Next along the list is a selection of 10 filters, ranging from something that progressively high‑pass filters the music until it sounds like it's being played down the phone, via more conventional high‑pass and low‑pass resonant filtering and vowel formants, all the way to filters that follow the envelope of the music while interacting with your hand movements. Some of these filters sound really effective, particularly the formant filter, which sounds rather like a guitarist's talk‑box. If you're into dance, trance or just plain weirdness, the filter section is likely to provide you with a lot of fun.

The third set of effects cover phasing and flanging, and unlike the pedal or rack varieties that run from an LFO, the sweep can be controlled by hand in a way very similar to genuine tape flanging. Many of these patches are pure psychedelia and there's plenty of variation, from a subtle phase that just tickles the edge of consciousness to a deep flange that threatens to turn your head inside out.

More special effects follow, the most notable being Strobe Gate, that chops up the music in time with the rhythm, and Kung‑Fu Panner, that does precisely what you'd expect. Hidden amongst this collection are pitch‑shifters, gender changers and rotary speaker emulations, all of which sound so much more organic than their rack counterparts because of the real‑time control.

Last come 10 synth‑style effects, though the first of these is a surprisingly realistic record scratch, which I would have said belonged in one of the special effects sections. This recreates DJ‑style scratching — and it saves wear on 'gramophones' that weren't ever designed for that kind of abuse. There are some weird drum and percussion sounds in this section, as well as a couple of synth sounds that can be controlled in theremin style by varying your hand position relative to the sensors.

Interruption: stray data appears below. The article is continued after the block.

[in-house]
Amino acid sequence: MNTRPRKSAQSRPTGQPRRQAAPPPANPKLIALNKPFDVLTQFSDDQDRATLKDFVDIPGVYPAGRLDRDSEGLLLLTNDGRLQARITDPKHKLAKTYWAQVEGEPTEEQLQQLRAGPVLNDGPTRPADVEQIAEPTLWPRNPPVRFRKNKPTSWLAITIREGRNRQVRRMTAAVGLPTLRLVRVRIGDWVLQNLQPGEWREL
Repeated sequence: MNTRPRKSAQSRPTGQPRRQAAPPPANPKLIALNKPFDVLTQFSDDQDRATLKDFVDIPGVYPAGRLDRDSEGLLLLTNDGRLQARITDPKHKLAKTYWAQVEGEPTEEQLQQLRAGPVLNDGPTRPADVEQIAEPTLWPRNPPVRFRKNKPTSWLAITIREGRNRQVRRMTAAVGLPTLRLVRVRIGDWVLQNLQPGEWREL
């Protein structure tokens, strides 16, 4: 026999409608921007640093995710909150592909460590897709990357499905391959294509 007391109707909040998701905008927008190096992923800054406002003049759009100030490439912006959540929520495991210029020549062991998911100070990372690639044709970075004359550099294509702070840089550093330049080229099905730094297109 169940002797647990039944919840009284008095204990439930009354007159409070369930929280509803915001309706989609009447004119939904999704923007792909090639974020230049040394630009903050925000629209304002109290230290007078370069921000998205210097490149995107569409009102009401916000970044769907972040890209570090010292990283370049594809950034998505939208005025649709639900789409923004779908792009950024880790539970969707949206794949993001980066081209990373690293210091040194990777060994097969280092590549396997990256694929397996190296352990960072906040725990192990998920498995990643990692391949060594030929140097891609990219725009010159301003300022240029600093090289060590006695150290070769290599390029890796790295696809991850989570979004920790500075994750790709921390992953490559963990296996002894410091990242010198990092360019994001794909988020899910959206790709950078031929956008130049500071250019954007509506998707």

Over The Air Waves

The only connections on the Air FX are those for the stereo unbalanced I/O and for the feed from the included AC power adaptor.The only connections on the Air FX are those for the stereo unbalanced I/O and for the feed from the included AC power adaptor.

The only major point to be made against the Air FX is that there's no way to meter the input level, so optimising the gain structure is a bit of a hit and miss unfair. I know the unit is supposed to be simple, but a single clip LED would have helped enormously.

Because there's no MIDI, everything you do with the Air FX has to be in real time, so if you want to use it in a mix then you have to just record the output. While some might find that frustrating, the simplicity of this unit is also its strength. Because there's nothing technical to learn, all you need to do is get used to the relationship between the effects and the hand movements. In a very short space of time, it's possible to coax both subtle and blindingly obvious effects out of this little box. What's more, there's no noticeable latency when processing signals via the unit, which is extraordinary given the nature of some of the real‑time delay effects.

I found the filtering and flanging effects most useful, though those people who are into more experimental sound design will no doubt find a use for the more radical treatments. The degree of control that can be imposed on filter and flange sweeps is remarkable, and I found it easy to get very close to the effect of manual tape flanging.

Curve Ball

Air FX is rather an oddball product from the company that brought us affordable digital reverb and the first low‑cost digital tape recorder, but I have a feeling that it's going to be hugely successful because it can appeal to so many potential users. Of course, the concept of direct effect interaction with the user isn't a new one — the Korg Kaoss Pad got there first — but Alesis have gone further in simplifying the idea, yet without forgetting to include some stunning effects. They've also hit the sub‑£200 price point, making it a possible impulse purchase for many people. It's my guess that anyone coming across one of these units, all set up and ready to play with in a music store, will find it very hard to resist taking it home with them. And yes, dammit, I'm buying one!

Pros

  • It's easier to use the Air FX than to open the packaging it comes in!
  • Great‑sounding, truly dynamic real‑time effects.

Cons

  • No input‑level metering.
  • No MIDI connections.

Summary

A marvellously simple concept that makes real‑time effects processing a lot of fun.

Published January 2001